I quite enjoy trundling across the US on its rather moderately speedy trains, but there is surely much scope there for speeding up - which would attract more users. Doubling the singled main lines would be a good idea too.
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Re: Comparing USA Railroads to the rest of the world.

Postby Statkowski » Mon Jul 10, 2017 10:07 am

Two items people occasionally forget when attempting to compare American railroads with rail systems in other countries are population density and the competing road network. Without population density, one is not going to find either the need or affordability of passenger service. And the competing road network, geared to handle heavy trucks and plenty of automobiles, has eliminated in many places the need for rail service.

Throw in a pair of mountain ranges, the Appalachians and the Rockies, and long distance, high speed service goes out the window. For example, the former Pennsylvania Railroad main line from New York to Chicago. Running westward from New York, there's mostly high speed trackage down to Philadelphia and then west to Harrisburg, but from Harrisburg to Altoona it's winding track through assorted valleys, from Altoona to Johnstown its up, over and through the Allegheny Ridge, then more winding track on to Pittsburgh. From Pittsburgh to Chicago much of it is or could be higher speed trackage, but by then there's no passenger density to justify it.

The sheer size of the country, coupled with geographic hurdles, coupled with competing highways and airways, coupled with a lightly populated interior (when compared to the East or West Coast), all makes the American railroad environment difficult, if not impossible, to compare with other, much smaller countries.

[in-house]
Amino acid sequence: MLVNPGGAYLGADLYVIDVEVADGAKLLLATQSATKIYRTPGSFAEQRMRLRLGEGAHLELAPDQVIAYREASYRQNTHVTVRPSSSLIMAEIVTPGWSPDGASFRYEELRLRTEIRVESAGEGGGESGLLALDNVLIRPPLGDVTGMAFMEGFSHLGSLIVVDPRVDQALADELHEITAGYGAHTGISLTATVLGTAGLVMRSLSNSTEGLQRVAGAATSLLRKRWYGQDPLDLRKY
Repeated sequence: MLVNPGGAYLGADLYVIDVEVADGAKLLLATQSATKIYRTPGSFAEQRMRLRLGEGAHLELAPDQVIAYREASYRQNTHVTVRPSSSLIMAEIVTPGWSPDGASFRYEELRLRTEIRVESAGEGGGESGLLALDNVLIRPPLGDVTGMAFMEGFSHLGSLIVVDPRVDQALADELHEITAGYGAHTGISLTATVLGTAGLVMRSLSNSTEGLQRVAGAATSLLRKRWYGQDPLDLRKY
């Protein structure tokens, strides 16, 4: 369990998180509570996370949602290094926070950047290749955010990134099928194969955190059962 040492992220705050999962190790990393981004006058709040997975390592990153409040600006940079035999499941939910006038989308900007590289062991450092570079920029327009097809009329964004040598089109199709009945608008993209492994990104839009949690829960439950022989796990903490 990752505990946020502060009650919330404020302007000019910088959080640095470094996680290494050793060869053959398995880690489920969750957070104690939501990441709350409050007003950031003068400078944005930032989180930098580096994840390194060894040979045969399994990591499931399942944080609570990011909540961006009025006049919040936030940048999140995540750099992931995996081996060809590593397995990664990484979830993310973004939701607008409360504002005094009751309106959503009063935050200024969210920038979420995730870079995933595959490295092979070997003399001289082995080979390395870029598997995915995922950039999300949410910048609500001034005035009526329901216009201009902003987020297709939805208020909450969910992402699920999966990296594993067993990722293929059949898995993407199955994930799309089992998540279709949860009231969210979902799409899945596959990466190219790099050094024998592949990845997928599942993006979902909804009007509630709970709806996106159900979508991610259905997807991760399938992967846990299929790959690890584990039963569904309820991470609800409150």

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Re: Comparing USA Railroads to the rest of the world.

Postby george matthews » Mon Jul 10, 2017 6:54 pm

But the constant boosting, mostly in another place, of the US rail network, so shrunken of its historic scope, is tedious. Those of us who have actually travelled there will know what I mean.
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Re: Comparing USA Railroads to the rest of the world.

Postby johnthefireman » Mon Jul 10, 2017 10:28 pm

Statkowski wrote:Throw in a pair of mountain ranges, the Appalachians and the Rockies, and long distance, high speed service goes out the window...


I think that is true of what we might call "classic" railways and what we used to call "high speed" rail (up to around 160 km/h or so). But the Chinese have demonstrated that modern dedicated true high speed rail (ie 250 km/h and above) can be built through the most difficult terrain, including mountains as diificult (probably more difficult) than the Appalachians and Rockies.

The sheer size of the country, coupled with geographic hurdles, coupled with competing highways and airways, coupled with a lightly populated interior (when compared to the East or West Coast), all makes the American railroad environment difficult, if not impossible, to compare with other, much smaller countries.


Again, that may once have been true, but China has again demonstrated that the size of a huge country (much bigger than the USA) is actually very conducive to modern high speed rail. I believe around two thirds of all the high speed rail in the whole world is now in China, whereas the USA has no high speed rail at all. Perhaps the key difference with the USA, as you note, is the availability of highways, coupled with the US love affair with the private car (and/or truck) and the culture of individualism.
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Re: Comparing USA Railroads to the rest of the world.

Postby george matthews » Tue Jul 11, 2017 5:44 am